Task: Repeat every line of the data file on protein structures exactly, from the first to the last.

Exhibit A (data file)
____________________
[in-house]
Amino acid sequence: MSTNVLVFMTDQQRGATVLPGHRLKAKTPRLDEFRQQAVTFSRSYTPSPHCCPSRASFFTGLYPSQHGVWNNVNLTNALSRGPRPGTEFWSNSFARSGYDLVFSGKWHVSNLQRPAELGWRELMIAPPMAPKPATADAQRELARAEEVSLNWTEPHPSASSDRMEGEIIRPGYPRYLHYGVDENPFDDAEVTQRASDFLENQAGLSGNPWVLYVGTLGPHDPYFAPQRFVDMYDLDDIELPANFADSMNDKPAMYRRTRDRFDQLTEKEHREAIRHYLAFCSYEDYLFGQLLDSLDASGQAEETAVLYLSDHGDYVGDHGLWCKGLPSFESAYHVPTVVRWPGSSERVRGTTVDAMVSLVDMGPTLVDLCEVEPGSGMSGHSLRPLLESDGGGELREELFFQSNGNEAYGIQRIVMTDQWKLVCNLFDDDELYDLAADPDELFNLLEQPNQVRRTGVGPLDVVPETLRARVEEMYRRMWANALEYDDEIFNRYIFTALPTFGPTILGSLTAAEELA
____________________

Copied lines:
[in-house]
Amino acid sequence: MSTNVLVFMTDQQRGATVLPGHRLKAKTPRLDEFRQQAVTFSRSYTPSPHCCPSRASFFTGLYPSQHGVWNNVNLTNALSRGPRPGTEFWSNSFARSGYDLVFSGKWHVSNLQRPAELGWRELMIAPPMAPKPATADAQRELARAEEVSLNWTEPHPSASSDRMEGEIIRPGYPRYLHYGVDENPFDDAEVTQRASDFLENQAGLSGNPWVLYVGTLGPHDPYFAPQRFVDMYDLDDIELPANFADSMNDKPAMYRRTRDRFDQLTEKEHREAIRHYLAFCSYEDYLFGQLLDSLDASGQAEETAVLYLSDHGDYVGDHGLWCKGLPSFESAYHVPTVVRWPGSSERVRGTTVDAMVSLVDMGPTLVDLCEVEPGSGMSGHSLRPLLESDGGGELREELFFQSNGNEAYGIQRIVMTDQWKLVCNLFDDDELYDLAADPDELFNLLEQPNQVRRTGVGPLDVVPETLRARVEEMYRRMWANALEYDDEIFNRYIFTALPTFGPTILGSLTAAEELA